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Fig 1. Comparison of reads mapping to the KSHV genome in the RNAseq libraries from different Ugandan KS tumor biopsies.

A) RNA reads from the RNAseq libraries prepared from 41 KS biopsies (S1 Table) were initially mapped to the human genome (hg19) using TopHat2. The set of reads not matching with the human genome were further mapped to the KSHV reference sequence NC_009333 for the KSHV GK18 strain and the reads from the different KS biopsies were compared. B) The RNA read data were grouped according to the tumor morphology classification.

https://doi.org/10.1371/journal.ppat.1007441.g001

Visualization of KSHV gene expression in KS tumors

The RNA-seq reads mapping to the complete KSHV genome were visualized with the Integrated Genome Viewer (IGV), using a linear scale to provide an overview of the highly expressed regions of the genome. Representative data from KS tumors with 2,432 to 158,924 total KSHV-mapped reads are shown (Fig 2), while data from the seven KS tumors with total KSHV-mapped reads less than 1,000 are provided in S1 Fig The highest level of RNA reads mapped to the region of the T0.7 RNA transcript within the latency locus at the right end of the KSHV genome (Fig 2). T0.7 encodes ORF K12 Kaposin A, a small transmembrane protein implicated in cell adhesion and transformation [29, 30]. High levels of reads mapping to the T0.7/K12 region were consistently detected in all the KS tumor samples, regardless of the level of total KSHV-mapped reads in each sample. High levels of RNA reads also mapped to a small region of the KSHV genome located immediately to the right of ORF72, observable as a single vertical line of mapped reads (Fig 2; indicated with an asterisk in the bottom graphic). A lower but consistent level of reads mapped to the adjacent region containing ORFs 71 and 72. ORFs 71 and 72 encode vFLIP, which functions to promote cell survival and inhibit KSHV lytic replication, and vCYC, which regulates cell-cycle progression, respectively [31]. Downstream of the latency locus at the right end of the genome, a moderate level of reads mapped consistently to the region encoding ORF75, a large tegument protein essential for viral lytic replication [32], and K15, a multiple-pass membrane protein that modulates cellular signaling pathways associated with KSHV-induced angiogenesis [3335](Fig 2). At the left end of the genome, a moderate level of reads mapped inconsistently to the multifunctional regulatory polyadenylated nuclear (PAN; T1.1) RNA transcript, with higher levels in the tumors with lower total KSHV-mapped reads shown in the upper part of Fig 2. One fungating tumor 023_B showed high levels of both PAN and total KSHV-mapped reads. Some tumor samples contained moderate levels of reads mapping to ORFK2, the viral interleukin-6 (vIL-6) homolog, or ORFK5, the ubiquitin ligase modulator of immune response (MIR2). One tumor, 008_B, showed high level expression of a sharply delineated region of the KSHV genome extending from ORFK3 to ORF19, with very high level of reads mapping to ORFK5 (Fig 2, bracketed). This transcript pattern was unique to this tumor and was not seen in the paired tumor from the same individual (008_C) or any other KS tumor. This sample is further described below.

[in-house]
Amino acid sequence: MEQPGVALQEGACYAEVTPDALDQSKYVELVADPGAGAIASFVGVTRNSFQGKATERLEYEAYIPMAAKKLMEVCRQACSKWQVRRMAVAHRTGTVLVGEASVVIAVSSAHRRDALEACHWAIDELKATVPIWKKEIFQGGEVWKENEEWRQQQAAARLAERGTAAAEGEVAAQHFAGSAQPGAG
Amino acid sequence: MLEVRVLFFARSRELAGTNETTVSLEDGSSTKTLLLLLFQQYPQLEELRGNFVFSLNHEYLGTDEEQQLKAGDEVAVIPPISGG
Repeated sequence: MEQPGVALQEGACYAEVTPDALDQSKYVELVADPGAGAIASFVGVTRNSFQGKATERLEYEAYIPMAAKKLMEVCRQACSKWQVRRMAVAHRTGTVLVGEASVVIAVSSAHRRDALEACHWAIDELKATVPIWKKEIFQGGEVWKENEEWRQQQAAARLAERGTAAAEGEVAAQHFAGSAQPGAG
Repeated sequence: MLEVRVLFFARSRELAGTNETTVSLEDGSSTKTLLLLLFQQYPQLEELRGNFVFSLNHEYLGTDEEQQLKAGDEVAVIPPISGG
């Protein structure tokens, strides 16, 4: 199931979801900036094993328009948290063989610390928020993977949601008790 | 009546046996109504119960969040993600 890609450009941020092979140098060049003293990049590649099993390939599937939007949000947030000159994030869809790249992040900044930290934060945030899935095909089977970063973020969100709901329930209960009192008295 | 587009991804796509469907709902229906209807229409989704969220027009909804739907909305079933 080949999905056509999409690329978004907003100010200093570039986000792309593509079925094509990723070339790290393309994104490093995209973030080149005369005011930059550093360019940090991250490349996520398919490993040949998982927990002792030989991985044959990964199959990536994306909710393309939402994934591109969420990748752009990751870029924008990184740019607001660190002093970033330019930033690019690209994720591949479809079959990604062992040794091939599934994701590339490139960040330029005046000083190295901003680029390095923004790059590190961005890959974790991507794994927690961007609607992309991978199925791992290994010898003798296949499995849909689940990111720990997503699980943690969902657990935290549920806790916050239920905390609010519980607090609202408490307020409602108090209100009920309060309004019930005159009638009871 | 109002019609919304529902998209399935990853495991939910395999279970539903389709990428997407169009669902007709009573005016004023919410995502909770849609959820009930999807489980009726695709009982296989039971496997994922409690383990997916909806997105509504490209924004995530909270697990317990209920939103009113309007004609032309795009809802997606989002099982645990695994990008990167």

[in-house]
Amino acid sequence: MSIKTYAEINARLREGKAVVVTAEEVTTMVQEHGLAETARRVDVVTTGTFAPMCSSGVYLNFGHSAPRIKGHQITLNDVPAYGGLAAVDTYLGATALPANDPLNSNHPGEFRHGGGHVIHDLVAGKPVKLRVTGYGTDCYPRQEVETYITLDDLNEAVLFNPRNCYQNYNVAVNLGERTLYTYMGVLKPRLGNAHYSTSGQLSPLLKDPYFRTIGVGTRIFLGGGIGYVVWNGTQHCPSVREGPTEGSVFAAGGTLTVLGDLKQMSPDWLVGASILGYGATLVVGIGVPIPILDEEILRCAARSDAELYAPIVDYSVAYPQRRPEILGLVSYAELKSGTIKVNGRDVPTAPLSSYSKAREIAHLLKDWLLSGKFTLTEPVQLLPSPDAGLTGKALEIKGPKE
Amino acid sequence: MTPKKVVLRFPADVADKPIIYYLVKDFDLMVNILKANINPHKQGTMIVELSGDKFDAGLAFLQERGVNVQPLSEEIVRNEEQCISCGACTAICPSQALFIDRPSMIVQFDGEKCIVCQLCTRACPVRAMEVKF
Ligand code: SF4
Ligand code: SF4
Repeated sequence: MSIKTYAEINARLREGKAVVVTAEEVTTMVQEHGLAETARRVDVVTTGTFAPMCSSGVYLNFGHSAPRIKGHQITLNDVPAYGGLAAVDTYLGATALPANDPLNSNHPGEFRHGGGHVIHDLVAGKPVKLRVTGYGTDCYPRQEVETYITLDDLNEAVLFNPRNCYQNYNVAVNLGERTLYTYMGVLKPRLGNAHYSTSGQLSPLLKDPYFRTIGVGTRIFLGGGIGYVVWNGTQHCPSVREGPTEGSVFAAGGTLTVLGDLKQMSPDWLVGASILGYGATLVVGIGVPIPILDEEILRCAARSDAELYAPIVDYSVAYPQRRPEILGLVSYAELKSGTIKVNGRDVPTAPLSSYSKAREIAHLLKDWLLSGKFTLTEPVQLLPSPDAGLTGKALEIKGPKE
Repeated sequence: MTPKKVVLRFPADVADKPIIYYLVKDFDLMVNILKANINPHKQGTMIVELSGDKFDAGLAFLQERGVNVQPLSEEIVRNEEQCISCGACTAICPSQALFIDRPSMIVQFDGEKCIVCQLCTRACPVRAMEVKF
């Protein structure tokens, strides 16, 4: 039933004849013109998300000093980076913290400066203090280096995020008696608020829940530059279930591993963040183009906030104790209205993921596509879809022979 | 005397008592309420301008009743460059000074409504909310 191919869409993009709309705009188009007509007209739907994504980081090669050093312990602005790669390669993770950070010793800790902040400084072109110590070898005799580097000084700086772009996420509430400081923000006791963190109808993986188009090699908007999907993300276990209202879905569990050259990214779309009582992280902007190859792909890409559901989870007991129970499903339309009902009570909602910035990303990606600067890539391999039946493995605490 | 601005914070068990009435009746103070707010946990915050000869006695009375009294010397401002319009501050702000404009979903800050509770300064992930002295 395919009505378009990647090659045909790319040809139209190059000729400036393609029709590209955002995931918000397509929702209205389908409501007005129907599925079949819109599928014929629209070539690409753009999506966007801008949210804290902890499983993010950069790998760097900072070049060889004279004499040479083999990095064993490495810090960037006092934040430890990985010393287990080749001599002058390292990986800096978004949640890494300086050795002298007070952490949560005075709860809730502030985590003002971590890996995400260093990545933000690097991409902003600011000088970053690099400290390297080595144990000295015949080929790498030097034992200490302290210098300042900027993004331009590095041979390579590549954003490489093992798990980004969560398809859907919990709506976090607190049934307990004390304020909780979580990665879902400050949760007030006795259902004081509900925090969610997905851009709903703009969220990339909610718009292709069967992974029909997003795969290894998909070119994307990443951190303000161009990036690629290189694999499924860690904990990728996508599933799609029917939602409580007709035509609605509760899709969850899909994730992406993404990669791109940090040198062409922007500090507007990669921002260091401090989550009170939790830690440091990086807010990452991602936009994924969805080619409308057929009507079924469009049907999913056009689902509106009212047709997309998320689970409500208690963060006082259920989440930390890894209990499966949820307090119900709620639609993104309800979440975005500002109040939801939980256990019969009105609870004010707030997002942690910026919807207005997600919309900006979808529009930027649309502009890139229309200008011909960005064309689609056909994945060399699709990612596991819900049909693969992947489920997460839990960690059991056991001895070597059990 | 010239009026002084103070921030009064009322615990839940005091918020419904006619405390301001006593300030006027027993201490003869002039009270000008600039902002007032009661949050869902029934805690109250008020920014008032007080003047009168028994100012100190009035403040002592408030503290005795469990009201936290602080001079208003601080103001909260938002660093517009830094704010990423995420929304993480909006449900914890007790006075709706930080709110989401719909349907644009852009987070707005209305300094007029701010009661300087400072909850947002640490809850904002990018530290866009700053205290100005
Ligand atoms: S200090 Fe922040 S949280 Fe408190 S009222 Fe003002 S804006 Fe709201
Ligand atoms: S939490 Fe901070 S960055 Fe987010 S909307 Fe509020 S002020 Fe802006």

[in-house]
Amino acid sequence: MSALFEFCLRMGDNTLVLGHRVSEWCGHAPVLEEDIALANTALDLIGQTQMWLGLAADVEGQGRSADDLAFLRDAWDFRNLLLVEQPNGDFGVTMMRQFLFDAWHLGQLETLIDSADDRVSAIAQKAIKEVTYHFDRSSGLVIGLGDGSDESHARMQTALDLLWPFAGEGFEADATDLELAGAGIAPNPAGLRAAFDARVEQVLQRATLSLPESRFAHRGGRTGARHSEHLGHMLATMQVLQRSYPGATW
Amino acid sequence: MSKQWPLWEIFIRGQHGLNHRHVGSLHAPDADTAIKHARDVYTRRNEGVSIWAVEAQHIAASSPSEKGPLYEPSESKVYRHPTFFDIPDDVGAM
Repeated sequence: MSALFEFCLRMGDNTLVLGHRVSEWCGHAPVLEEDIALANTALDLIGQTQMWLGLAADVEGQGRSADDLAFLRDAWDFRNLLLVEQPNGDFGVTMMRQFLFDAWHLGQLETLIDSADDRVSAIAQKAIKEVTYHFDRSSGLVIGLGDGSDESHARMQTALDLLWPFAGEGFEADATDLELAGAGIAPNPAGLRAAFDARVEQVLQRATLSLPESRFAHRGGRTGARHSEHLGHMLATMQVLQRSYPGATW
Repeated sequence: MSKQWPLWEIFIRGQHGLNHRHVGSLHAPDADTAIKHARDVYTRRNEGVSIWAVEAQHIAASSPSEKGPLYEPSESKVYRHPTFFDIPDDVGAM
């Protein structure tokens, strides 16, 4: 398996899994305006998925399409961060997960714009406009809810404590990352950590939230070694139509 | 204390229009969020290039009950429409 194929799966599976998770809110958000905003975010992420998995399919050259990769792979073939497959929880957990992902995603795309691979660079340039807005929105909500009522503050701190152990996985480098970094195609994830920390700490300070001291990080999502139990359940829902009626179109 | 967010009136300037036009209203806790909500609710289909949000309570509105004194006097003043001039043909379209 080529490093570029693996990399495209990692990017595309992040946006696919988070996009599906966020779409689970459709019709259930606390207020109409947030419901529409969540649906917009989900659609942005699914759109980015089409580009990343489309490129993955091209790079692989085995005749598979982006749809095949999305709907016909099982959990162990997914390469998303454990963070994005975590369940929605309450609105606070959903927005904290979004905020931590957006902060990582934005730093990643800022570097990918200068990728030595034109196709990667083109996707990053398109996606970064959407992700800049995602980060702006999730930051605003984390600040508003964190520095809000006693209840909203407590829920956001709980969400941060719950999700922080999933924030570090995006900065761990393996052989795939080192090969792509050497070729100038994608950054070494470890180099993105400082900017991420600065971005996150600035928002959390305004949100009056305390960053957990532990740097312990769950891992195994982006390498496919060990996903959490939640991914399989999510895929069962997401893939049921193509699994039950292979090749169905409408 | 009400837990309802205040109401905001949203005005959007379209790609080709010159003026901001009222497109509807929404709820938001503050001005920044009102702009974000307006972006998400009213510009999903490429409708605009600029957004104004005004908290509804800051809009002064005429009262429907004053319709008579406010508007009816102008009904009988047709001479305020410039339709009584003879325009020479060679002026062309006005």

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Fig 2. KSHV transcriptome analysis in Ugandan KS tumor biopsies—Linear scale.